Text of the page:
Being Frank: this retrospective reveals the creative impulse at the heart of Auerbach's repetition.
9 October 2015-13 March
Tate Britain, London
Catalogue by Catherine Lampert
ISBN 9781849762717 (paperback), 24.99 [pounds sterling]
Mounting a Frank Auerbach exhibition at a museum like Tate Britain is a tall order. Although a great painter, and well deserving of a retrospective, Auerbach goes out of his way to prove that an artist's life is a boring one. His working routine has changed little since the 1950s, when he first set up shop in his Mornington Crescent studio. If anything, he's become more devoted to his work in old age, explaining in a recent interview that he has not 'done enough pictures to justify my existence'. Apparently, he doesn't even stop for Christmas any more.
Then there is the fact that the essence of Auerbach's work lies in repetition, revisitation, and familiarity: much of his oeuvre depicts one of two things--the parks and streets around his studio, and portraits of close friends or relatives. The paintings also resist any kind of biographical or symbolic reading--the horrors of his childhood as a refugee from Hitler's Germany, his time as a pupil of David Bomberg at the Borough School, his involvement with the wider British painting scene of the 1950s and '60s--making it difficult to create the kind of accessible, thematic show that is the current vogue.
Auerbach has curated the first six of the seven rooms in this exhibition, writing in his introduction: 'My hope is that items might not be considered too relatively--that is, not over chronologically, stylistically or by subject or context--but that each be considered as an absolute.' Yet the exhibition is chronological, and it's hard not to see it as charting his development from the early 1950s to the present day: it plots a course from precocious brilliance in the 1950s, to a mild stylistic crisis in the 1960s, to the portraits and cityscapes he continues to paint today (Fig. 1). 'If I have changed, it hasn't been by a conscious change of direction,' he told an interviewer in 1983. But changed he has.
The first thing you see on entering the astonishing opening gallery is a 1958 self-portrait in chalk and charcoal. Auerbach's materials have warped the paper so that it seems as if it has survived a house fire. The artist has rendered himself in an almost photorealistic style, but the kinetic sheen of snags and smudges that overlay the image make his likeness barely discernible. The other highlight from the same decade is Building Site, Earl's Court, Winter (1953). a work Auerbach credits as his first truly original painting. He trowels on paint so that its texture is almost faecal; if that self portrait blurred out its professed subject, this painting does away with representation altogether. The paint is monstrously thick: a red form in the centre of the image is the only distraction from the varying shades of dark brown oil clumped together on the hardboard. The next stage gives us E.O.W., S.A.W. and J.J.W. in the Garden I and II, two huge paintings from the early 1960s for which Auerbach deployed fleshy tones --unusual, next to his near iconic palette of primary colours, and figures quite unlike any he painted before or since. While it's intriguing to see Auerbach experiment, this pair of paintings count as the only real failures in the show. By comparison to the glorious 1965 painting of Mornington Crescent that hangs opposite (Fig. 2), the first Garden scene seems oddly lifeless. Given that even minor Auerbach paintings give off the crackle and spark of live electricity from a distance, it seems a waste to devote space to two of these works.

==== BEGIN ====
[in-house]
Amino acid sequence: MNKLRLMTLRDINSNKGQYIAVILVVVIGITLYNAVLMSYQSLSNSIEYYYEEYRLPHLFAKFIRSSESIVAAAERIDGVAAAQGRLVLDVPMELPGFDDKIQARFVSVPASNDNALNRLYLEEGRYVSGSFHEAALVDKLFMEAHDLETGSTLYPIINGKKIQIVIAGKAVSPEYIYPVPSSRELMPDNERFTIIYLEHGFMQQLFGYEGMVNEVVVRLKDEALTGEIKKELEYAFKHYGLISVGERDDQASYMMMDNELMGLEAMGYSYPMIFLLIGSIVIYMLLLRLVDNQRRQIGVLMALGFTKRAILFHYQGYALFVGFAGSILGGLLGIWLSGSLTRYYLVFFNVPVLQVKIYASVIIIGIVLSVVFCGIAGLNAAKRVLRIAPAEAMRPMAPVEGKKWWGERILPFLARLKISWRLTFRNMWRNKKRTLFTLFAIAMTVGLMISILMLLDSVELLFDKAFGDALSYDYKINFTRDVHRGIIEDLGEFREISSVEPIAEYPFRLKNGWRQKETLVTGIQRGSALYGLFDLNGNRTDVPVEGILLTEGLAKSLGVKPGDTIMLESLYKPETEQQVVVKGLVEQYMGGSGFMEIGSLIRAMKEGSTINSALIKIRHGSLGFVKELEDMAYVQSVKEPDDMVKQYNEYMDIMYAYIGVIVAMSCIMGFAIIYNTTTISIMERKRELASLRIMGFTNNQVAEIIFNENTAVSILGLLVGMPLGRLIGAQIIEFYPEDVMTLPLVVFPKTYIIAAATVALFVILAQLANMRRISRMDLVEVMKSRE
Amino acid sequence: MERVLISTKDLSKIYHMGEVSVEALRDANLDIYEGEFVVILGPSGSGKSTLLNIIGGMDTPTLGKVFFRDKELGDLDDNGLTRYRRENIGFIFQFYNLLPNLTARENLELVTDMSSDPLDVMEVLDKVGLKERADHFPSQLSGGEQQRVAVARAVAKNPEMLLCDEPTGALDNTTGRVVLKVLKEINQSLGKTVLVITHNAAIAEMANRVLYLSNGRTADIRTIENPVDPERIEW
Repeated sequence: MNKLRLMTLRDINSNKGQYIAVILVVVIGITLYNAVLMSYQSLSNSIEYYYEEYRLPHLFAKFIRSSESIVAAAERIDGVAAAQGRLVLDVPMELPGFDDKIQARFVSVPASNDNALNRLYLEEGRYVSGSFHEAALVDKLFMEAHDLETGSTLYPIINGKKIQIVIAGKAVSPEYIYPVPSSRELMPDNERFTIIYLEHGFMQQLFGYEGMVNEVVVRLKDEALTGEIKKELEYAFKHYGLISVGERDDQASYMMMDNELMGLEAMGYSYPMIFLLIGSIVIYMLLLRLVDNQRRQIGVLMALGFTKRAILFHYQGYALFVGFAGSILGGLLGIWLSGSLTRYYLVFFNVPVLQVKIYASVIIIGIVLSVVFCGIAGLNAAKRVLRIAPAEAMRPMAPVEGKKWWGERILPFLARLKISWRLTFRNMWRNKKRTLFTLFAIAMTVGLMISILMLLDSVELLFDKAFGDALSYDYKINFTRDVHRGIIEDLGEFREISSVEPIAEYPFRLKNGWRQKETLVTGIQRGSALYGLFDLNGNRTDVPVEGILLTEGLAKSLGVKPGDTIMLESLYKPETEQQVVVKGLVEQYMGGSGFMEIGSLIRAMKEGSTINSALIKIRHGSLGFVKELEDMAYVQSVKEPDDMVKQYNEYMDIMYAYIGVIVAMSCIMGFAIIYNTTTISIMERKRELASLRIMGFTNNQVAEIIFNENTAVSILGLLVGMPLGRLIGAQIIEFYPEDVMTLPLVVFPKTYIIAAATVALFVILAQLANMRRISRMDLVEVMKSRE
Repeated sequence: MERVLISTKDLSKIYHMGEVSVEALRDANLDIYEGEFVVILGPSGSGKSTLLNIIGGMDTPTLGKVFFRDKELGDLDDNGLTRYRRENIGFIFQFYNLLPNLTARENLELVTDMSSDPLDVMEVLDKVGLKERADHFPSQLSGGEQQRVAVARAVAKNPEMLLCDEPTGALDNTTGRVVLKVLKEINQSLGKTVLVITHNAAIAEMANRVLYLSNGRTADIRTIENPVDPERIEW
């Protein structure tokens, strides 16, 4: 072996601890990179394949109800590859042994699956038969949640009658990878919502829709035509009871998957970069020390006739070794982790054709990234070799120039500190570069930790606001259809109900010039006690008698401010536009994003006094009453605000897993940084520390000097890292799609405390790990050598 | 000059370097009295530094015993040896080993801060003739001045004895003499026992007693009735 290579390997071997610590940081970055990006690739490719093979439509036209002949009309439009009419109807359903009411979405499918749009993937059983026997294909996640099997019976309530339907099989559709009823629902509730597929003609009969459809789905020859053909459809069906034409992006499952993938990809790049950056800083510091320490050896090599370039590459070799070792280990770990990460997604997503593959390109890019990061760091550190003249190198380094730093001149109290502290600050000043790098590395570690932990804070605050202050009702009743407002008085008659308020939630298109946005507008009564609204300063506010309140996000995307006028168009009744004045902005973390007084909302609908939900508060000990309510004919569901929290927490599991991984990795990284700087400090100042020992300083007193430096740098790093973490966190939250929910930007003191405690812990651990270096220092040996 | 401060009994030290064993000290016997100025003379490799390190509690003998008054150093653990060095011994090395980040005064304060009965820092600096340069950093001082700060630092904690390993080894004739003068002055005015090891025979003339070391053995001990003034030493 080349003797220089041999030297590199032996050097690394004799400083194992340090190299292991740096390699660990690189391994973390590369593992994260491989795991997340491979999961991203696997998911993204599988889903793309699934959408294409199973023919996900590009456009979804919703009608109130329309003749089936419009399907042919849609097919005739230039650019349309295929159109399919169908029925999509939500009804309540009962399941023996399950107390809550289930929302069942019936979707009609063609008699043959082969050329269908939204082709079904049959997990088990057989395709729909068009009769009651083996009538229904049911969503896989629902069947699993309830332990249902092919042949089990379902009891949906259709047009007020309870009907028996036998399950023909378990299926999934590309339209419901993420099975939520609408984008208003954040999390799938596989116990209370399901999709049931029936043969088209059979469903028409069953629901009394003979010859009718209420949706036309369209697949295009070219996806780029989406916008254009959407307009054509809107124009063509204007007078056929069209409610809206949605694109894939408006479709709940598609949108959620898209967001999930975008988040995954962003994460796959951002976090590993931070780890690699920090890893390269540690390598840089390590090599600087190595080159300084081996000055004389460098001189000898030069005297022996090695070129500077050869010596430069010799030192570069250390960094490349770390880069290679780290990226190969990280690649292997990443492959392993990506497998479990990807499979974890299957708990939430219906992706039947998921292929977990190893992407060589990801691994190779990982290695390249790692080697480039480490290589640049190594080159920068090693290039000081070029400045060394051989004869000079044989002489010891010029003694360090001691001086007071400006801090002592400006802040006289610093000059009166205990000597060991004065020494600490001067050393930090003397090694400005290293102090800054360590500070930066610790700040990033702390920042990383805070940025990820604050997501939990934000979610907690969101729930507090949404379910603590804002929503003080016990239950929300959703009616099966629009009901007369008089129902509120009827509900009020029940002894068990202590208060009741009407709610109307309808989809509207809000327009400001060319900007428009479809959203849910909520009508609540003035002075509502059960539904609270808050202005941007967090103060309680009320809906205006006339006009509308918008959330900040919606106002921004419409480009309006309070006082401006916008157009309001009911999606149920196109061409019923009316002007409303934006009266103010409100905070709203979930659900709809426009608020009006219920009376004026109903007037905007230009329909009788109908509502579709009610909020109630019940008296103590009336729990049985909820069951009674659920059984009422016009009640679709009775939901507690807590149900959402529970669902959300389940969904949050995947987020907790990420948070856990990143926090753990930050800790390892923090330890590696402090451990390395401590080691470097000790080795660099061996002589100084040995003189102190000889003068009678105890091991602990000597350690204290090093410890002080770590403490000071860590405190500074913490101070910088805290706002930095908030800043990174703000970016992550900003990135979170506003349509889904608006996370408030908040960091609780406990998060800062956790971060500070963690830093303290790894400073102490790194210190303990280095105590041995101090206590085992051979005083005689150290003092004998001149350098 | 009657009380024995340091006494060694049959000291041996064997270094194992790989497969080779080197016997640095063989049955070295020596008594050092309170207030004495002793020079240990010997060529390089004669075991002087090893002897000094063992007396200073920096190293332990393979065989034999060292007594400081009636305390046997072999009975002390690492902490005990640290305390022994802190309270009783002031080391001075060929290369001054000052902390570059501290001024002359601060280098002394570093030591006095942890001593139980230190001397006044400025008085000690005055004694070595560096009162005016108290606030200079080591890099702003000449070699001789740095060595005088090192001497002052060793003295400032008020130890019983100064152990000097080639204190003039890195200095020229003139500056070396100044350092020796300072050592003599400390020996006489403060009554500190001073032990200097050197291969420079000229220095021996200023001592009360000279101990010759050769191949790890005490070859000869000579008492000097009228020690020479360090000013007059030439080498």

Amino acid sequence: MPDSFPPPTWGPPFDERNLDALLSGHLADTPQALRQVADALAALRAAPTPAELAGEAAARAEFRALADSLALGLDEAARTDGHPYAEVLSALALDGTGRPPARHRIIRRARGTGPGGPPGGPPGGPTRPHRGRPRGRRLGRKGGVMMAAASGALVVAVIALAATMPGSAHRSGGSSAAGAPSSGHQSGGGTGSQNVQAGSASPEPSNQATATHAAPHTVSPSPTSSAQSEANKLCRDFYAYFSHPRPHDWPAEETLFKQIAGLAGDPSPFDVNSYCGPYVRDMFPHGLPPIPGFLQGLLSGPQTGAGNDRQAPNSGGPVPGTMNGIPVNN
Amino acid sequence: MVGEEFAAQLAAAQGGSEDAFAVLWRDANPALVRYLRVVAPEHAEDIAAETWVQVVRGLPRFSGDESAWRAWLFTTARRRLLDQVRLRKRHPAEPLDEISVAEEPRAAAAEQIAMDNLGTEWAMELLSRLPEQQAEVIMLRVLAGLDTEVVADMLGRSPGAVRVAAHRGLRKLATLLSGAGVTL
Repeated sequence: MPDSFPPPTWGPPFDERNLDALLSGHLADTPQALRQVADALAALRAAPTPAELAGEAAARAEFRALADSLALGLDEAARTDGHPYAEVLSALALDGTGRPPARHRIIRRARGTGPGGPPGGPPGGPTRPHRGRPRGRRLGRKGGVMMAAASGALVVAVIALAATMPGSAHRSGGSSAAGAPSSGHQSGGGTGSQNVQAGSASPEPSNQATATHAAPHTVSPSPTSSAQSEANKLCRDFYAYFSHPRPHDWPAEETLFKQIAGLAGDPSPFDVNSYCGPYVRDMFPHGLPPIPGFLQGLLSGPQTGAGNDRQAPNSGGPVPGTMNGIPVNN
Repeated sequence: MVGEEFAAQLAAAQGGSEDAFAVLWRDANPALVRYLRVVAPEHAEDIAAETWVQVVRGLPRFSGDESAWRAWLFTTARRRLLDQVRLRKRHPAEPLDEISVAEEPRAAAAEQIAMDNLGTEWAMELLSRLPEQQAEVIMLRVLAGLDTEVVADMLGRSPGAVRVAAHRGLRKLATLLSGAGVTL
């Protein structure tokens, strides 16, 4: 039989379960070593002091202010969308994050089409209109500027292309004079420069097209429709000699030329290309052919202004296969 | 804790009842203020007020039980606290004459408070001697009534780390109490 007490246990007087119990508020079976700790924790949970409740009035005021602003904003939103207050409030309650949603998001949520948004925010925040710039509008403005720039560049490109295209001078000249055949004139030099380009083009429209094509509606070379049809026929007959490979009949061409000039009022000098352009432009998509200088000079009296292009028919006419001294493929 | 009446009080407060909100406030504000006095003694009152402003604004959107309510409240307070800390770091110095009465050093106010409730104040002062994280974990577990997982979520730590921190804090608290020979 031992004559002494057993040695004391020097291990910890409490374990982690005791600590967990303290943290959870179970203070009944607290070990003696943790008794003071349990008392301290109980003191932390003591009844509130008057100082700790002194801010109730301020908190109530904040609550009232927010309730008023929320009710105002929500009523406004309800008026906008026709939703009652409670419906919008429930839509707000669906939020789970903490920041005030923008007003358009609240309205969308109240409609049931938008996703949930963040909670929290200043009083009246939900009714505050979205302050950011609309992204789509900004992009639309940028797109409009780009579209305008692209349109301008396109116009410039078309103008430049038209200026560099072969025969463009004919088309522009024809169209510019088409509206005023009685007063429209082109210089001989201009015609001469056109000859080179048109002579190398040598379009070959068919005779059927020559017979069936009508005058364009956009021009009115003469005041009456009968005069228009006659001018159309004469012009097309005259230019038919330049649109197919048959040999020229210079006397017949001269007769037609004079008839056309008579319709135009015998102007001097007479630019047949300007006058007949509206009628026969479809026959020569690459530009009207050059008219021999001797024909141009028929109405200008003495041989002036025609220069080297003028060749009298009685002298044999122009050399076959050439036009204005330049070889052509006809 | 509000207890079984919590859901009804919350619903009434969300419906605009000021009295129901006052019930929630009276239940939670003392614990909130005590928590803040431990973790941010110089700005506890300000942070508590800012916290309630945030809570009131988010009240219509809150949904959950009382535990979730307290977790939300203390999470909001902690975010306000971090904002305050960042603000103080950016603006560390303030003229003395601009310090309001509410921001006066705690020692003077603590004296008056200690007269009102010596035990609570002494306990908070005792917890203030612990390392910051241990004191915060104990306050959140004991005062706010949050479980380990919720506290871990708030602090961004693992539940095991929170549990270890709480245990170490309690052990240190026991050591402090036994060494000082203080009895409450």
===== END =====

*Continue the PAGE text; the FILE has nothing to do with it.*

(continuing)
That electrical spark comes back with a vengeance in a room devoted to his paintings of parks in the late 1960s and early '70s. Jagged, bird-like lines interrupt what, by Auerbach's standards, is a fairly conventional view of the hump of Primrose Hill, turning a pastoral scene (he describes this particular park as 'countryside') into something as violent and unpredictable as a Turner seascape. From this point on, Auerbach settles into a more or less consistent style from the mid 1970s to 2015. This is not to say there are no surprises. The construction site we saw earlier in a bustling 1965 view of Mornington Crescent has sprung up into a tower block that becomes the focal point of a series of views of the area; a 2014 self-portrait turns the zigzag outline of brushstrokes in those Primrose Hill paintings into an unmistakeable likeness. Best of all is Head of Jake, a 2008 portrait in which he co-opts the palette of Sickert's Camden Town Nudes.
The final gallery is curated by Catherine Lampert, and after the artist's wordless personal pick, we must now draw our own conclusions from an unchronological grab bag of his work. After six galleries of adjustment to the show's idiosyncracies, the rhythm is abandoned. Maybe there's good cause for this, but it doesn't work. By this point, the show's emphasis on repetition and (very) gradual change has already cast its spell.
Digby Warde-Aldam is a writer and art critic based in London.
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|Date:||Jan 1, 2016|
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